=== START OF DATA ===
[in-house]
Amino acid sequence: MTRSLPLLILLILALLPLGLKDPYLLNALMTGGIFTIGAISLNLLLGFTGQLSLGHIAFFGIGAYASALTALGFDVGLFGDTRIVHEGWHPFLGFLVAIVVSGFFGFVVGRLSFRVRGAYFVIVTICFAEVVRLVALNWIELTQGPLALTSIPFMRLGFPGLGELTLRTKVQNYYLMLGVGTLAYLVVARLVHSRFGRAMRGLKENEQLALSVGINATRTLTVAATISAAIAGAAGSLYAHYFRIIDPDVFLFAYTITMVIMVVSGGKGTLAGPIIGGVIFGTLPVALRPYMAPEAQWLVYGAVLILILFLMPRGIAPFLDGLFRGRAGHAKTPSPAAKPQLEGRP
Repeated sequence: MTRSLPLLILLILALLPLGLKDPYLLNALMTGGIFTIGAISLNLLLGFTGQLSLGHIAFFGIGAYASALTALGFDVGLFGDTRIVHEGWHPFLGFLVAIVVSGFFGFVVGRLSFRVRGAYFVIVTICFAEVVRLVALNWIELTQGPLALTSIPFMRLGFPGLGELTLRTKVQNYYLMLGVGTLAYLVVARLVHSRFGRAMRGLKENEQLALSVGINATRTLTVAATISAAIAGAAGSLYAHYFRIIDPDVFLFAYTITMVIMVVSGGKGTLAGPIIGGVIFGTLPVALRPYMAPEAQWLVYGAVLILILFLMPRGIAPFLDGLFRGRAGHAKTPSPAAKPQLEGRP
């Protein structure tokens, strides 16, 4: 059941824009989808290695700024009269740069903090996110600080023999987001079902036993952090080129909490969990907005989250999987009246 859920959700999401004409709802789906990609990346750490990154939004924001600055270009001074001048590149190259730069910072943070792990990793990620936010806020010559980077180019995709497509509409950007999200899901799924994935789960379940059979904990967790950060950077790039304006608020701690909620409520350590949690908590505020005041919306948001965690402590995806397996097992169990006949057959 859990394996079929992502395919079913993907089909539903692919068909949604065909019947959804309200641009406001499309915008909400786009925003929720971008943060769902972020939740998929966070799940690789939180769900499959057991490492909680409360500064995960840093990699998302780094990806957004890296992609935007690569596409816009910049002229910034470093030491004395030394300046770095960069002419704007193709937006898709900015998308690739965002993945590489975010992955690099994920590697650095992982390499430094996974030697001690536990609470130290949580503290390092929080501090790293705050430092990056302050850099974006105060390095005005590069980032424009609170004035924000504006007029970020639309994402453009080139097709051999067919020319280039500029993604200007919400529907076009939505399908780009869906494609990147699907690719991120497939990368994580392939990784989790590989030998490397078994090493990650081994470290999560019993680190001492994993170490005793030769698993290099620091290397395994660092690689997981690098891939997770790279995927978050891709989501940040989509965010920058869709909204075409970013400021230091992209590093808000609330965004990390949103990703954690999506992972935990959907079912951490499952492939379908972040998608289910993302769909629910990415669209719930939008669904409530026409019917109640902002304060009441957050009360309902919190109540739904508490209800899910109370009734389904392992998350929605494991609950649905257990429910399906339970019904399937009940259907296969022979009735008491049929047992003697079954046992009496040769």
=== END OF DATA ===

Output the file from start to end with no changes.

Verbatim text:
[in-house]
Amino acid sequence: MTRSLPLLILLILALLPLGLKDPYLLNALMTGGIFTIGAISLNLLLGFTGQLSLGHIAFFGIGAYASALTALGFDVGLFGDTRIVHEGWHPFLGFLVAIVVSGFFGFVVGRLSFRVRGAYFVIVTICFAEVVRLVALNWIELTQGPLALTSIPFMRLGFPGLGELTLRTKVQNYYLMLGVGTLAYLVVARLVHSRFGRAMRGLKENEQLALSVGINATRTLTVAATISAAIAGAAGSLYAHYFRIIDPDVFLFAYTITMVIMVVSGGKGTLAGPIIGGVIFGTLPVALRPYMAPEAQWLVYGAVLILILFLMPRGIAPFLDGLFRGRAGHAKTPSPAAKPQLEGRP
Repeated sequence: MTRSLPLLILLILALLPLGLKDPYLLNALMTGGIFTIGAISLNLLLGFTGQLSLGHIAFFGIGAYASALTALGFDVGLFGDTRIVHEGWHPFLGFLVAIVVSGFFGFVVGRLSFRVRGAYFVIVTICFAEVVRLVALNWIELTQGPLALTSIPFMRLGFPGLGELTLRTKVQNYYLMLGVGTLAYLVVARLVHSRFGRAMRGLKENEQLALSVGINATRTLTVAATISAAIAGAAGSLYAHYFRIIDPDVFLFAYTITMVIMVVSGGKGTLAGPIIGGVIFGTLPVALRPYMAPEAQWLVYGAVLILILFLMPRGIAPFLDGLFRGRAGHAKTPSPAAKPQLEGRP
């Protein structure tokens, strides 16, 4: 059941824009989808290695700024009269740069903090996110600080023999987001079902036993952090080129909490969990907005989250999987009246 859920959700999401004409709802789906990609990346750490990154939004924001600055270009001074001048590149190259730069910072943070792990990793990620936010806020010559980077180019995709497509509409950007999200899901799924994935789960379940059979904990967790950060950077790039304006608020701690909620409520350590949690908590505020005041919306948001965690402590995806397996097992169990006949057959 859990394996079929992502395919079913993907089909539903692919068909949604065909019947959804309200641009406001499309915008909400786009925003929720971008943060769902972020939740998929966070799940690789939180769900499959057991490492909680409360500064995960840093990699998302780094990806957004890296992609935007690569596409816009910049002229910034470093030491004395030394300046770095960069002419704007193709937006898709900015998308690739965002993945590489975010992955690099994920590697650095992982390499430094996974030697001690536990609470130290949580503290390092929080501090790293705050430092990056302050850099974006105060390095005005590069980032424009609170004035924000504006007029970020639309994402453009080139097709051999067919020319280039500029993604200007919400529907076009939505399908780009869906494609990147699907690719991120497939990368994580392939990784989790590989030998490397078994090493990650081994470290999560019993680190001492994993170490005793030769698993290099620091290397395994660092690689997981690098891939997770790279995927978050891709989501940040989509965010920058869709909204075409970013400021230091992209590093808000609330965004990390949103990703954690999506992972935990959907079912951490499952492939379908972040998608289910993302769909629910990415669209719930939008669904409530026409019917109640902002304060009441957050009360309902919190109540739904508490209800899910109370009734389904392992998350929605494991609950649905257990429910399906339970019904399937009940259907296969022979009735008491049929047992003697079954046992009496040769």